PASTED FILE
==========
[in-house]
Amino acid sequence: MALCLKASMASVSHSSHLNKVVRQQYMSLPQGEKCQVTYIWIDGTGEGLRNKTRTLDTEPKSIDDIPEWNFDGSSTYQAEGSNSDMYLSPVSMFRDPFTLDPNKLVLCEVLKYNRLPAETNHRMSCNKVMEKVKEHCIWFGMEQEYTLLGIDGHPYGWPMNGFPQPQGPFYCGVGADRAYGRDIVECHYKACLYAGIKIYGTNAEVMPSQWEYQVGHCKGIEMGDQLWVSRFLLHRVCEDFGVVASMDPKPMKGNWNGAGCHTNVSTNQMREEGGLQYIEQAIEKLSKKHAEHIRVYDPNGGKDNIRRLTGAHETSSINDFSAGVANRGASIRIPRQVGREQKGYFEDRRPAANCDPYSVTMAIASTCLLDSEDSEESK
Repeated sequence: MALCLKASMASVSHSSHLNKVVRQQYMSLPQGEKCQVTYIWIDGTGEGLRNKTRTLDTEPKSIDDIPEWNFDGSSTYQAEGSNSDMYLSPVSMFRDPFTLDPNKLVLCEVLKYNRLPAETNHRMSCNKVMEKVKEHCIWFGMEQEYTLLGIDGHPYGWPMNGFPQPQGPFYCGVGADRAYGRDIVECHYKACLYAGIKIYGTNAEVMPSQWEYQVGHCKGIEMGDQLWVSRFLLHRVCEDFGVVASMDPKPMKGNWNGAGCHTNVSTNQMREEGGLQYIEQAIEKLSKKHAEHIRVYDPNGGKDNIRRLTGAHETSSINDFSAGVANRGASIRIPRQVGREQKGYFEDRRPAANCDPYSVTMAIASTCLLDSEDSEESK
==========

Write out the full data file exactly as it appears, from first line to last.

[in-house]
Amino acid sequence: MALCLKASMASVSHSSHLNKVVRQQYMSLPQGEKCQVTYIWIDGTGEGLRNKTRTLDTEPKSIDDIPEWNFDGSSTYQAEGSNSDMYLSPVSMFRDPFTLDPNKLVLCEVLKYNRLPAETNHRMSCNKVMEKVKEHCIWFGMEQEYTLLGIDGHPYGWPMNGFPQPQGPFYCGVGADRAYGRDIVECHYKACLYAGIKIYGTNAEVMPSQWEYQVGHCKGIEMGDQLWVSRFLLHRVCEDFGVVASMDPKPMKGNWNGAGCHTNVSTNQMREEGGLQYIEQAIEKLSKKHAEHIRVYDPNGGKDNIRRLTGAHETSSINDFSAGVANRGASIRIPRQVGREQKGYFEDRRPAANCDPYSVTMAIASTCLLDSEDSEESK
Repeated sequence: MALCLKASMASVSHSSHLNKVVRQQYMSLPQGEKCQVTYIWIDGTGEGLRNKTRTLDTEPKSIDDIPEWNFDGSSTYQAEGSNSDMYLSPVSMFRDPFTLDPNKLVLCEVLKYNRLPAETNHRMSCNKVMEKVKEHCIWFGMEQEYTLLGIDGHPYGWPMNGFPQPQGPFYCGVGADRAYGRDIVECHYKACLYAGIKIYGTNAEVMPSQWEYQVGHCKGIEMGDQLWVSRFLLHRVCEDFGVVASMDPKPMKGNWNGAGCHTNVSTNQMREEGGLQYIEQAIEKLSKKHAEHIRVYDPNGGKDNIRRLTGAHETSSINDFSAGVANRGASIRIPRQVGREQKGYFEDRRPAANCDPYSVTMAIASTCLLDSEDSEESK